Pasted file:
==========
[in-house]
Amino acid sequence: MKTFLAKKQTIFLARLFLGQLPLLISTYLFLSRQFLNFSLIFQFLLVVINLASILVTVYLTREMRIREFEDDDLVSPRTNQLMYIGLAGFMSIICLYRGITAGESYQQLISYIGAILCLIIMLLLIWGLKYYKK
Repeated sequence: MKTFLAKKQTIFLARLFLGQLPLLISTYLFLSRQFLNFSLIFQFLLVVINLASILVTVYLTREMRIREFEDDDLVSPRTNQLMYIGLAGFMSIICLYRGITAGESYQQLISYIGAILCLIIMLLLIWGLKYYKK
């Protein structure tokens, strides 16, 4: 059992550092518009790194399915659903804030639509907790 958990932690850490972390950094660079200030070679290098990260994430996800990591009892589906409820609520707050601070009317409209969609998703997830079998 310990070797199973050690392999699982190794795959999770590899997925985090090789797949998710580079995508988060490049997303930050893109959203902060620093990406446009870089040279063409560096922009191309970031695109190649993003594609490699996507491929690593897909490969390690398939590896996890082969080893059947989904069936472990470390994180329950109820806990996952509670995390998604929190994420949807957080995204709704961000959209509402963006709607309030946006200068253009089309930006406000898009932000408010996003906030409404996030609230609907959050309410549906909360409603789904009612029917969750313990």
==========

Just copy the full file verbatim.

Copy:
[in-house]
Amino acid sequence: MKTFLAKKQTIFLARLFLGQLPLLISTYLFLSRQFLNFSLIFQFLLVVINLASILVTVYLTREMRIREFEDDDLVSPRTNQLMYIGLAGFMSIICLYRGITAGESYQQLISYIGAILCLIIMLLLIWGLKYYKK
Repeated sequence: MKTFLAKKQTIFLARLFLGQLPLLISTYLFLSRQFLNFSLIFQFLLVVINLASILVTVYLTREMRIREFEDDDLVSPRTNQLMYIGLAGFMSIICLYRGITAGESYQQLISYIGAILCLIIMLLLIWGLKYYKK
């Protein structure tokens, strides 16, 4: 059992550092518009790194399915659903804030639509907790 958990932690850490972390950094660079200030070679290098990260994430996800990591009892589906409820609520707050601070009317409209969609998703997830079998 310990070797199973050690392999699982190794795959999770590899997925985090090789797949998710580079995508988060490049997303930050893109959203902060620093990406446009870089040279063409560096922009191309970031695109190649993003594609490699996507491929690593897909490969390690398939590896996890082969080893059947989904069936472990470390994180329950109820806990996952509670995390998604929190994420949807957080995204709704961000959209509402963006709607309030946006200068253009089309930006406000898009932000408010996003906030409404996030609230609907959050309410549906909360409603789904009612029917969750313990």